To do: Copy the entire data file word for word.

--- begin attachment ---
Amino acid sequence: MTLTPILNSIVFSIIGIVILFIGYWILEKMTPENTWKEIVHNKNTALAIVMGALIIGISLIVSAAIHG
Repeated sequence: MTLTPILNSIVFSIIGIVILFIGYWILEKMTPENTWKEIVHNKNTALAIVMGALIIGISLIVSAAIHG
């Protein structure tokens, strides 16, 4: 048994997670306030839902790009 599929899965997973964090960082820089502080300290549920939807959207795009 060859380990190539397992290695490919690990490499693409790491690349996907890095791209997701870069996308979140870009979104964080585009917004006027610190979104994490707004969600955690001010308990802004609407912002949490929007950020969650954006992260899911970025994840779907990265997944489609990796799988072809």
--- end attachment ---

Amino acid sequence: MTLTPILNSIVFSIIGIVILFIGYWILEKMTPENTWKEIVHNKNTALAIVMGALIIGISLIVSAAIHG
Repeated sequence: MTLTPILNSIVFSIIGIVILFIGYWILEKMTPENTWKEIVHNKNTALAIVMGALIIGISLIVSAAIHG
């Protein structure tokens, strides 16, 4: 048994997670306030839902790009 599929899965997973964090960082820089502080300290549920939807959207795009 060859380990190539397992290695490919690990490499693409790491690349996907890095791209997701870069996308979140870009979104964080585009917004006027610190979104994490707004969600955690001010308990802004609407912002949490929007950020969650954006992260899911970025994840779907990265997944489609990796799988072809």